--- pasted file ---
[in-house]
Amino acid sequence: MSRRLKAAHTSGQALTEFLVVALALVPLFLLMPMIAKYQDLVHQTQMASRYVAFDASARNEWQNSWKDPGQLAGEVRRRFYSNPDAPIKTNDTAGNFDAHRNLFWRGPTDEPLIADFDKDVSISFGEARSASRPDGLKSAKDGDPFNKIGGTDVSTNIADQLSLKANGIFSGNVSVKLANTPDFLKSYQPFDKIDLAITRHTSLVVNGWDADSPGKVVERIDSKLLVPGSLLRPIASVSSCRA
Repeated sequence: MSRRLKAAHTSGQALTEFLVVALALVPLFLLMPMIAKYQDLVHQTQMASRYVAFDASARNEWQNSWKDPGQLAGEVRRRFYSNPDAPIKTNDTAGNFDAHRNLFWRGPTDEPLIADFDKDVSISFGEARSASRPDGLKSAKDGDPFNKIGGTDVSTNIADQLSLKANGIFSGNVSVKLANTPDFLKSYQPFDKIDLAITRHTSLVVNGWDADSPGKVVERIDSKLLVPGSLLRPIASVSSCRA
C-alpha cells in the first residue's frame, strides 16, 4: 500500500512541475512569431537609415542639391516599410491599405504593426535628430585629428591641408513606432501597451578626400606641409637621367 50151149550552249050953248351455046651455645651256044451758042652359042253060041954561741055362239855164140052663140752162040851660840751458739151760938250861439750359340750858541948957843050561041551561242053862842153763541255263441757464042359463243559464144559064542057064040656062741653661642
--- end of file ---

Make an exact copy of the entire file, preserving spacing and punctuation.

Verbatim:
[in-house]
Amino acid sequence: MSRRLKAAHTSGQALTEFLVVALALVPLFLLMPMIAKYQDLVHQTQMASRYVAFDASARNEWQNSWKDPGQLAGEVRRRFYSNPDAPIKTNDTAGNFDAHRNLFWRGPTDEPLIADFDKDVSISFGEARSASRPDGLKSAKDGDPFNKIGGTDVSTNIADQLSLKANGIFSGNVSVKLANTPDFLKSYQPFDKIDLAITRHTSLVVNGWDADSPGKVVERIDSKLLVPGSLLRPIASVSSCRA
Repeated sequence: MSRRLKAAHTSGQALTEFLVVALALVPLFLLMPMIAKYQDLVHQTQMASRYVAFDASARNEWQNSWKDPGQLAGEVRRRFYSNPDAPIKTNDTAGNFDAHRNLFWRGPTDEPLIADFDKDVSISFGEARSASRPDGLKSAKDGDPFNKIGGTDVSTNIADQLSLKANGIFSGNVSVKLANTPDFLKSYQPFDKIDLAITRHTSLVVNGWDADSPGKVVERIDSKLLVPGSLLRPIASVSSCRA
C-alpha cells in the first residue's frame, strides 16, 4: 500500500512541475512569431537609415542639391516599410491599405504593426535628430585629428591641408513606432501597451578626400606641409637621367 50151149550552249050953248351455046651455645651256044451758042652359042253060041954561741055362239855164140052663140752162040851660840751458739151760938250861439750359340750858541948957843050561041551561242053862842153763541255263441757464042359463243559464144559064542057064040656062741653661642